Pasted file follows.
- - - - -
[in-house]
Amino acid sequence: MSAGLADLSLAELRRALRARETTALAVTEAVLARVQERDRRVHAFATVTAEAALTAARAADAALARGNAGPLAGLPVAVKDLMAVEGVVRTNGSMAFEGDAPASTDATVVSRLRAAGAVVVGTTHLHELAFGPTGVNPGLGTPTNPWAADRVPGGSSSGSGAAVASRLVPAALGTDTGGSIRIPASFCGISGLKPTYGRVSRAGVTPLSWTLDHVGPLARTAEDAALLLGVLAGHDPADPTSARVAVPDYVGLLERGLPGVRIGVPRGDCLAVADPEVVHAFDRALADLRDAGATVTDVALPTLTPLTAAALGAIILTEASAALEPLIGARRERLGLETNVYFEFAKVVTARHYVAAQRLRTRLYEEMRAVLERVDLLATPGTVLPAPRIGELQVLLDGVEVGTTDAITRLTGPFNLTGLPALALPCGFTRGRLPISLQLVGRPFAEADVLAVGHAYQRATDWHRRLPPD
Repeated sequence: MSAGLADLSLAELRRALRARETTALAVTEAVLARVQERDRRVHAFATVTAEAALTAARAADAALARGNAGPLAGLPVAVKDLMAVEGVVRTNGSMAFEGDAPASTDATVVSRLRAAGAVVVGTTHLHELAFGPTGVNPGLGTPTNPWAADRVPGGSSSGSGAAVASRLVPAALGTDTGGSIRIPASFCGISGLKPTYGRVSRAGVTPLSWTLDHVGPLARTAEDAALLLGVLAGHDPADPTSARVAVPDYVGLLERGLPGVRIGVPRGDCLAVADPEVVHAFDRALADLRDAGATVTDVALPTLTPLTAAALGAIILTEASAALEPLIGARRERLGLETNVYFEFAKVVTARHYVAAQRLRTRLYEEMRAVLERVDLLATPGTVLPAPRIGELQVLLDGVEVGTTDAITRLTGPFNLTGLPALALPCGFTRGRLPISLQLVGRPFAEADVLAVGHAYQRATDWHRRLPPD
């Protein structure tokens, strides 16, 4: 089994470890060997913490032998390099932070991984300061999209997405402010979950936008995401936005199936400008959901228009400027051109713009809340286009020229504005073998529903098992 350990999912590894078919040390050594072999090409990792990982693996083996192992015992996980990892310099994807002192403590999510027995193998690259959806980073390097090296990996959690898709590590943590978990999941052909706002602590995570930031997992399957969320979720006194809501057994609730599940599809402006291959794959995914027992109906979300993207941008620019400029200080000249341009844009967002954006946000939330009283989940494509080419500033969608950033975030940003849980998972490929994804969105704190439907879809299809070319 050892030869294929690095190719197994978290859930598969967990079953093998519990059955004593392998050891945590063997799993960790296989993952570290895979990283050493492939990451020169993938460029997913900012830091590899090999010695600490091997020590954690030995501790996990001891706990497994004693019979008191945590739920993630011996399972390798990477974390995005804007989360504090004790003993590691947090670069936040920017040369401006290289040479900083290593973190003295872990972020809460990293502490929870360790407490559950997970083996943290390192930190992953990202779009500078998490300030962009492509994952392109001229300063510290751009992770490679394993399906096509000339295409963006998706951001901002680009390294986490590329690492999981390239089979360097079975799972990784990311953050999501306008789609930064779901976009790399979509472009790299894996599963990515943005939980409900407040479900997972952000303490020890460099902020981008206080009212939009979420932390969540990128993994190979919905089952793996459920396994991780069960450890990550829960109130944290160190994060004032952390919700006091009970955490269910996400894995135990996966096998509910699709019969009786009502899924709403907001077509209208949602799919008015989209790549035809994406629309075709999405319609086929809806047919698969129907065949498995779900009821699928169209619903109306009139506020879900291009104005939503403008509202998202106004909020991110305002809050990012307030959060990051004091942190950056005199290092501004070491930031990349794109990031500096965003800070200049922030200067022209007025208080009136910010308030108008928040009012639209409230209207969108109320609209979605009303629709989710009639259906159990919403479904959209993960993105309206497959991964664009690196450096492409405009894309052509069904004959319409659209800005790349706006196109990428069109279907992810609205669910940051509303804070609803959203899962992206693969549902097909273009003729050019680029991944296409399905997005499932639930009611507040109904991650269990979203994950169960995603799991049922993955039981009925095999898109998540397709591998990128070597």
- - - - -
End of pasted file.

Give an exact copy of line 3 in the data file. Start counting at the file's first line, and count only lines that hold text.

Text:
Repeated sequence: MSAGLADLSLAELRRALRARETTALAVTEAVLARVQERDRRVHAFATVTAEAALTAARAADAALARGNAGPLAGLPVAVKDLMAVEGVVRTNGSMAFEGDAPASTDATVVSRLRAAGAVVVGTTHLHELAFGPTGVNPGLGTPTNPWAADRVPGGSSSGSGAAVASRLVPAALGTDTGGSIRIPASFCGISGLKPTYGRVSRAGVTPLSWTLDHVGPLARTAEDAALLLGVLAGHDPADPTSARVAVPDYVGLLERGLPGVRIGVPRGDCLAVADPEVVHAFDRALADLRDAGATVTDVALPTLTPLTAAALGAIILTEASAALEPLIGARRERLGLETNVYFEFAKVVTARHYVAAQRLRTRLYEEMRAVLERVDLLATPGTVLPAPRIGELQVLLDGVEVGTTDAITRLTGPFNLTGLPALALPCGFTRGRLPISLQLVGRPFAEADVLAVGHAYQRATDWHRRLPPD